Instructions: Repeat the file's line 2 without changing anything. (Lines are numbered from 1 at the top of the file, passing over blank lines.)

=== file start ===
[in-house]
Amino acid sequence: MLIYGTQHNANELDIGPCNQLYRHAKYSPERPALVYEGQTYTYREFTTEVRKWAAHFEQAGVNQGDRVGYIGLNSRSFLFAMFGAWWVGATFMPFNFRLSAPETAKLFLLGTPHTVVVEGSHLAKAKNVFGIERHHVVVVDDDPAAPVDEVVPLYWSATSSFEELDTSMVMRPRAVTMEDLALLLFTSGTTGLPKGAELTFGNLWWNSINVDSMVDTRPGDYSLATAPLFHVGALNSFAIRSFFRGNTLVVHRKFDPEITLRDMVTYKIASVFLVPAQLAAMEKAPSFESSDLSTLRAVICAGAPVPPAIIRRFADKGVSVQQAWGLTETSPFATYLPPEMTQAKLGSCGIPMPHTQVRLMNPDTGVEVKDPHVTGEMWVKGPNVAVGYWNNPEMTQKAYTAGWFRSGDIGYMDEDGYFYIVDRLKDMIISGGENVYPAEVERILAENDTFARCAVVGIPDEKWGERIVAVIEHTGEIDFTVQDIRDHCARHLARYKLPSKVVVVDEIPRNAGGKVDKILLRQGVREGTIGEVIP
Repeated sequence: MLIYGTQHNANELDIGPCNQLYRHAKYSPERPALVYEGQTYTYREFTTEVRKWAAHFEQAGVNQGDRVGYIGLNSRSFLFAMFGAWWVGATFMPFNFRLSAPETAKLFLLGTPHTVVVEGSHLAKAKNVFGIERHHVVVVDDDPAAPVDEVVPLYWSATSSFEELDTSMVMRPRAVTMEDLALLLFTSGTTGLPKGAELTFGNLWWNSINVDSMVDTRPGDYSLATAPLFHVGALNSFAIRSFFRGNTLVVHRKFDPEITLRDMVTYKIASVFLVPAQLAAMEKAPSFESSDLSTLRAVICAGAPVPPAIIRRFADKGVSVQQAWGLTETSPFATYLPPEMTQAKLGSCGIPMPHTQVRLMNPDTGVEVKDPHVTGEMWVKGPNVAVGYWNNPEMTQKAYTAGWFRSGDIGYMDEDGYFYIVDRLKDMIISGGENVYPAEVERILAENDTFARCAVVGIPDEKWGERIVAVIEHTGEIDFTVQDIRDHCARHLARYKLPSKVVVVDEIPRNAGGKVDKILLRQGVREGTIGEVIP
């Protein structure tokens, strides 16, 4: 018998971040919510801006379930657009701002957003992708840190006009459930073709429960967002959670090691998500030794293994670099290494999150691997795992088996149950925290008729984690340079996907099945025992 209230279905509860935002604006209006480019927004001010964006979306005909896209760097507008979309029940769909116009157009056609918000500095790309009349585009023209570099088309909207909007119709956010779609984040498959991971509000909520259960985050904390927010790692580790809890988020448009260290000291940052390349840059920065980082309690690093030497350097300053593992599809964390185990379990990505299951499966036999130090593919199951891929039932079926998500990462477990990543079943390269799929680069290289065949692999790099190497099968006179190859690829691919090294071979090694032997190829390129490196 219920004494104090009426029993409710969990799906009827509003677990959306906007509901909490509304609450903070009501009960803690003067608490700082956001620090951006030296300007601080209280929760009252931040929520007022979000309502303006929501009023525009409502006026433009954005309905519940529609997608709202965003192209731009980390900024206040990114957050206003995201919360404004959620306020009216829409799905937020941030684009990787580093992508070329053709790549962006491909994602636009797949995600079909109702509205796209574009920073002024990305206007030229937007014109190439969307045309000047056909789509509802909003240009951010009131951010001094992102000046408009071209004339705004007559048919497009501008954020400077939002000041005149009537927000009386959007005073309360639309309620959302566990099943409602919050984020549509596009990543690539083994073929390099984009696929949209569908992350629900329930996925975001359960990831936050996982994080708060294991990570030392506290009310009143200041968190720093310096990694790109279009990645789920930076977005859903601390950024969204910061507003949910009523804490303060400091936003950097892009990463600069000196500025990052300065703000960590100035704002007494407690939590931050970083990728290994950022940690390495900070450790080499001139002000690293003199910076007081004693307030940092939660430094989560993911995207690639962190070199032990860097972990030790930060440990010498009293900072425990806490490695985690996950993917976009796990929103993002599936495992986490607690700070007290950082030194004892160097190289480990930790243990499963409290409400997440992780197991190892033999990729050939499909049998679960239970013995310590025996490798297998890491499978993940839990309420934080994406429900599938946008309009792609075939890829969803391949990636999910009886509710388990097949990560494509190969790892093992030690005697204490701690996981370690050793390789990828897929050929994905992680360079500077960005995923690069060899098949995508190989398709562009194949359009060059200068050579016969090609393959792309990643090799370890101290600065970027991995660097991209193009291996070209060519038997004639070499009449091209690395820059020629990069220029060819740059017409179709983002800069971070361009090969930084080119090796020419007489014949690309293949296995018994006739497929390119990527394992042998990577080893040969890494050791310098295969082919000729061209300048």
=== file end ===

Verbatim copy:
Amino acid sequence: MLIYGTQHNANELDIGPCNQLYRHAKYSPERPALVYEGQTYTYREFTTEVRKWAAHFEQAGVNQGDRVGYIGLNSRSFLFAMFGAWWVGATFMPFNFRLSAPETAKLFLLGTPHTVVVEGSHLAKAKNVFGIERHHVVVVDDDPAAPVDEVVPLYWSATSSFEELDTSMVMRPRAVTMEDLALLLFTSGTTGLPKGAELTFGNLWWNSINVDSMVDTRPGDYSLATAPLFHVGALNSFAIRSFFRGNTLVVHRKFDPEITLRDMVTYKIASVFLVPAQLAAMEKAPSFESSDLSTLRAVICAGAPVPPAIIRRFADKGVSVQQAWGLTETSPFATYLPPEMTQAKLGSCGIPMPHTQVRLMNPDTGVEVKDPHVTGEMWVKGPNVAVGYWNNPEMTQKAYTAGWFRSGDIGYMDEDGYFYIVDRLKDMIISGGENVYPAEVERILAENDTFARCAVVGIPDEKWGERIVAVIEHTGEIDFTVQDIRDHCARHLARYKLPSKVVVVDEIPRNAGGKVDKILLRQGVREGTIGEVIP